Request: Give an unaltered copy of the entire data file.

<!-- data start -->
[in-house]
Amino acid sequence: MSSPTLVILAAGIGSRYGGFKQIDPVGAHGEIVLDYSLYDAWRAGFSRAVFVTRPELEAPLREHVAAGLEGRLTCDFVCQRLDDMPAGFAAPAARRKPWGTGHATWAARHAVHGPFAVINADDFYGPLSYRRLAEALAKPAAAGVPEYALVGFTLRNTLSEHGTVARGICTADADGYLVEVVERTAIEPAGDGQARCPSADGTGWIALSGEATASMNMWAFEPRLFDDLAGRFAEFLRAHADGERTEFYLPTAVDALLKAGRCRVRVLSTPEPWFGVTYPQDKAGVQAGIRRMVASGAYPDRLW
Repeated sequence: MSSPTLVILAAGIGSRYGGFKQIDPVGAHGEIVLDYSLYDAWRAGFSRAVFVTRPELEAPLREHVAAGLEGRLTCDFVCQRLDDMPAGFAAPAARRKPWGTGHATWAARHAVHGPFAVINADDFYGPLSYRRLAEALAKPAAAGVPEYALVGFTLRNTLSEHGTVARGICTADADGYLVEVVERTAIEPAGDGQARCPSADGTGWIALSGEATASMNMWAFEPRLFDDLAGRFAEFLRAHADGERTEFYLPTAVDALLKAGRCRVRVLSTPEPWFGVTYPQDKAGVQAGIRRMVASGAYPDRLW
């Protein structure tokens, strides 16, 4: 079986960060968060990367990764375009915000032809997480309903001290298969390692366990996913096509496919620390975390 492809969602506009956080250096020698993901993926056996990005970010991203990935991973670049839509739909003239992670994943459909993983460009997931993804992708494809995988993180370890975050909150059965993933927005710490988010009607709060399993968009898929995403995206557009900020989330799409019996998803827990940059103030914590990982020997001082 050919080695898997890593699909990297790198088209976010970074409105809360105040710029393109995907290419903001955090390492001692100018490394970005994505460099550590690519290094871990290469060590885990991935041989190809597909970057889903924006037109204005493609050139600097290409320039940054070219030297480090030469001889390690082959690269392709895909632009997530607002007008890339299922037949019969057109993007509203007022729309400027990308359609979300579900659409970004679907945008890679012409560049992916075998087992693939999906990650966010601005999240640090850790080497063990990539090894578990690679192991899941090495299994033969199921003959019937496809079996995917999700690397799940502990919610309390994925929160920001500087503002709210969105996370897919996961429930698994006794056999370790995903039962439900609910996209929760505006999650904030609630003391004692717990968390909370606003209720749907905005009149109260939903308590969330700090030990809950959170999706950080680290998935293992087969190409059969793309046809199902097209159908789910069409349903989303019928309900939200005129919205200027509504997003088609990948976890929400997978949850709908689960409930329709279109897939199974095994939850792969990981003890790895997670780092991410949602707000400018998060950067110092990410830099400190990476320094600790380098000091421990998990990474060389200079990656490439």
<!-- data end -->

[in-house]
Amino acid sequence: MSSPTLVILAAGIGSRYGGFKQIDPVGAHGEIVLDYSLYDAWRAGFSRAVFVTRPELEAPLREHVAAGLEGRLTCDFVCQRLDDMPAGFAAPAARRKPWGTGHATWAARHAVHGPFAVINADDFYGPLSYRRLAEALAKPAAAGVPEYALVGFTLRNTLSEHGTVARGICTADADGYLVEVVERTAIEPAGDGQARCPSADGTGWIALSGEATASMNMWAFEPRLFDDLAGRFAEFLRAHADGERTEFYLPTAVDALLKAGRCRVRVLSTPEPWFGVTYPQDKAGVQAGIRRMVASGAYPDRLW
Repeated sequence: MSSPTLVILAAGIGSRYGGFKQIDPVGAHGEIVLDYSLYDAWRAGFSRAVFVTRPELEAPLREHVAAGLEGRLTCDFVCQRLDDMPAGFAAPAARRKPWGTGHATWAARHAVHGPFAVINADDFYGPLSYRRLAEALAKPAAAGVPEYALVGFTLRNTLSEHGTVARGICTADADGYLVEVVERTAIEPAGDGQARCPSADGTGWIALSGEATASMNMWAFEPRLFDDLAGRFAEFLRAHADGERTEFYLPTAVDALLKAGRCRVRVLSTPEPWFGVTYPQDKAGVQAGIRRMVASGAYPDRLW
């Protein structure tokens, strides 16, 4: 079986960060968060990367990764375009915000032809997480309903001290298969390692366990996913096509496919620390975390 492809969602506009956080250096020698993901993926056996990005970010991203990935991973670049839509739909003239992670994943459909993983460009997931993804992708494809995988993180370890975050909150059965993933927005710490988010009607709060399993968009898929995403995206557009900020989330799409019996998803827990940059103030914590990982020997001082 050919080695898997890593699909990297790198088209976010970074409105809360105040710029393109995907290419903001955090390492001692100018490394970005994505460099550590690519290094871990290469060590885990991935041989190809597909970057889903924006037109204005493609050139600097290409320039940054070219030297480090030469001889390690082959690269392709895909632009997530607002007008890339299922037949019969057109993007509203007022729309400027990308359609979300579900659409970004679907945008890679012409560049992916075998087992693939999906990650966010601005999240640090850790080497063990990539090894578990690679192991899941090495299994033969199921003959019937496809079996995917999700690397799940502990919610309390994925929160920001500087503002709210969105996370897919996961429930698994006794056999370790995903039962439900609910996209929760505006999650904030609630003391004692717990968390909370606003209720749907905005009149109260939903308590969330700090030990809950959170999706950080680290998935293992087969190409059969793309046809199902097209159908789910069409349903989303019928309900939200005129919205200027509504997003088609990948976890929400997978949850709908689960409930329709279109897939199974095994939850792969990981003890790895997670780092991410949602707000400018998060950067110092990410830099400190990476320094600790380098000091421990998990990474060389200079990656490439």